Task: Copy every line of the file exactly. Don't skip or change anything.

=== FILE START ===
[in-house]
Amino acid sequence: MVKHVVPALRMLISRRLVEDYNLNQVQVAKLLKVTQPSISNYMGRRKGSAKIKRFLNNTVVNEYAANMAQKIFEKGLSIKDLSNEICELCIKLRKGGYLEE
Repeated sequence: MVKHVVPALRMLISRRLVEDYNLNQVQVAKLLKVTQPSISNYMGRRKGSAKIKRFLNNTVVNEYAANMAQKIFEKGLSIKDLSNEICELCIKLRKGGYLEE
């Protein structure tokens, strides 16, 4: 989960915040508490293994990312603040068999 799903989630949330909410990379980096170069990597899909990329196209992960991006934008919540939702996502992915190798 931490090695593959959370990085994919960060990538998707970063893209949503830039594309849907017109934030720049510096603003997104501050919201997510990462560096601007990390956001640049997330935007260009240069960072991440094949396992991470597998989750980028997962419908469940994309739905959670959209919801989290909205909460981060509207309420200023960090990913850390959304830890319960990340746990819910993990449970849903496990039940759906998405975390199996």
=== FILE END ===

[in-house]
Amino acid sequence: MVKHVVPALRMLISRRLVEDYNLNQVQVAKLLKVTQPSISNYMGRRKGSAKIKRFLNNTVVNEYAANMAQKIFEKGLSIKDLSNEICELCIKLRKGGYLEE
Repeated sequence: MVKHVVPALRMLISRRLVEDYNLNQVQVAKLLKVTQPSISNYMGRRKGSAKIKRFLNNTVVNEYAANMAQKIFEKGLSIKDLSNEICELCIKLRKGGYLEE
């Protein structure tokens, strides 16, 4: 989960915040508490293994990312603040068999 799903989630949330909410990379980096170069990597899909990329196209992960991006934008919540939702996502992915190798 931490090695593959959370990085994919960060990538998707970063893209949503830039594309849907017109934030720049510096603003997104501050919201997510990462560096601007990390956001640049997330935007260009240069960072991440094949396992991470597998989750980028997962419908469940994309739905959670959209919801989290909205909460981060509207309420200023960090990913850390959304830890319960990340746990819910993990449970849903496990039940759906998405975390199996």